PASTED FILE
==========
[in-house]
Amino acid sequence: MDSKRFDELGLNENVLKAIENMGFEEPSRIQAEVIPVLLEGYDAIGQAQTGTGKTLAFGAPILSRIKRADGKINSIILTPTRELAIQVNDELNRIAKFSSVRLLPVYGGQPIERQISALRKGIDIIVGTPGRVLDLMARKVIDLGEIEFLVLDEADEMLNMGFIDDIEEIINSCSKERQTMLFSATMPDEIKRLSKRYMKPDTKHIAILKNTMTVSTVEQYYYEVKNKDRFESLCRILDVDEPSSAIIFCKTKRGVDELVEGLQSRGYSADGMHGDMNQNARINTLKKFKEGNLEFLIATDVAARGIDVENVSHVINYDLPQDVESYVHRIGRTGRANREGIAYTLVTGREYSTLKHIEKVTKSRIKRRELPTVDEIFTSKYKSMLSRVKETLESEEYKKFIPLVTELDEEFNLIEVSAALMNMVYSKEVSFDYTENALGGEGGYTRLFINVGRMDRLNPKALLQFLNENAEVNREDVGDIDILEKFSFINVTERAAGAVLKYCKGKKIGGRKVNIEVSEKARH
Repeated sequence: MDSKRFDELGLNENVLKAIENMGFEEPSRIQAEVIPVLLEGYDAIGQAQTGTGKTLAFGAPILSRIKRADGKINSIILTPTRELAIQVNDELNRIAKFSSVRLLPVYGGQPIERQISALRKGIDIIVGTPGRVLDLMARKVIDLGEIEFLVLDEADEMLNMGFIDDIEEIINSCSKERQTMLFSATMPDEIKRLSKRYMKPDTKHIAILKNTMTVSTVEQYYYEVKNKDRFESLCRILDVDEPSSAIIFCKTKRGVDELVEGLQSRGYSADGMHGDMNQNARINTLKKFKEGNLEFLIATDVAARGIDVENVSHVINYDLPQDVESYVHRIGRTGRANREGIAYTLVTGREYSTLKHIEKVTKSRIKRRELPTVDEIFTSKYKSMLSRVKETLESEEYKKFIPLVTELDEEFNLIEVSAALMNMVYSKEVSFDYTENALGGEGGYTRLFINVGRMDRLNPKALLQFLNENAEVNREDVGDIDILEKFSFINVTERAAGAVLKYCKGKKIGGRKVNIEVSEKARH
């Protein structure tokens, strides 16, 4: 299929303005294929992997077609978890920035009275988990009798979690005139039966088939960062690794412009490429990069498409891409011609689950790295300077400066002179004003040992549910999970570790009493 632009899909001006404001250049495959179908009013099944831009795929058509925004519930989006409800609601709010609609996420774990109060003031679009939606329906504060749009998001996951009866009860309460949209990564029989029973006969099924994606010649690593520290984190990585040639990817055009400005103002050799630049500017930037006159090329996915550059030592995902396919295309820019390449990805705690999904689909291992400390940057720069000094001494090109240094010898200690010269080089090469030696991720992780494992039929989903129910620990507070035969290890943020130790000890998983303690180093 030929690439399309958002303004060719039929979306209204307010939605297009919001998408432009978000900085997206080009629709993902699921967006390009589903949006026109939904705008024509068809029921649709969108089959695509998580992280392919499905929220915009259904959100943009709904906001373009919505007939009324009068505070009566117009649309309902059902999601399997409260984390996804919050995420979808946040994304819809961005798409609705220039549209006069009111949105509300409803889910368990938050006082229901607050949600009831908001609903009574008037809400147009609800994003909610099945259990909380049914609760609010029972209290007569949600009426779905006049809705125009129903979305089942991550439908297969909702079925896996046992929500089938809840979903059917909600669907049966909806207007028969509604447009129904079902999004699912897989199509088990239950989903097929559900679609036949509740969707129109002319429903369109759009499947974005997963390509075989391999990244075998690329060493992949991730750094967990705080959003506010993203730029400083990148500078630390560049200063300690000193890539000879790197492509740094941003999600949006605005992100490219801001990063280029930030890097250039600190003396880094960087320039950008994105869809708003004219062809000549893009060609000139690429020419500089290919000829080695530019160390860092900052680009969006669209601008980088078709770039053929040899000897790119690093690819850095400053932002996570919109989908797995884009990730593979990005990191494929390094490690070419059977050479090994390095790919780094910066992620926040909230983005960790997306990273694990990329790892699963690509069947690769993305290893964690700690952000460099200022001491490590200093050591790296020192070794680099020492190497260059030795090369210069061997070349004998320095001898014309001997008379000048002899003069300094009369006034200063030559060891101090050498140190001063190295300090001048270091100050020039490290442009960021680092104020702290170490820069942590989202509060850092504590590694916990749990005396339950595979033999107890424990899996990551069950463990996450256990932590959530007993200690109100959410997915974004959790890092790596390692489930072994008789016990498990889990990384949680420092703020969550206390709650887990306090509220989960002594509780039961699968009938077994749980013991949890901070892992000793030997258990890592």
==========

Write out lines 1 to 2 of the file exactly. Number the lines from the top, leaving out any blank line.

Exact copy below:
[in-house]
Amino acid sequence: MDSKRFDELGLNENVLKAIENMGFEEPSRIQAEVIPVLLEGYDAIGQAQTGTGKTLAFGAPILSRIKRADGKINSIILTPTRELAIQVNDELNRIAKFSSVRLLPVYGGQPIERQISALRKGIDIIVGTPGRVLDLMARKVIDLGEIEFLVLDEADEMLNMGFIDDIEEIINSCSKERQTMLFSATMPDEIKRLSKRYMKPDTKHIAILKNTMTVSTVEQYYYEVKNKDRFESLCRILDVDEPSSAIIFCKTKRGVDELVEGLQSRGYSADGMHGDMNQNARINTLKKFKEGNLEFLIATDVAARGIDVENVSHVINYDLPQDVESYVHRIGRTGRANREGIAYTLVTGREYSTLKHIEKVTKSRIKRRELPTVDEIFTSKYKSMLSRVKETLESEEYKKFIPLVTELDEEFNLIEVSAALMNMVYSKEVSFDYTENALGGEGGYTRLFINVGRMDRLNPKALLQFLNENAEVNREDVGDIDILEKFSFINVTERAAGAVLKYCKGKKIGGRKVNIEVSEKARH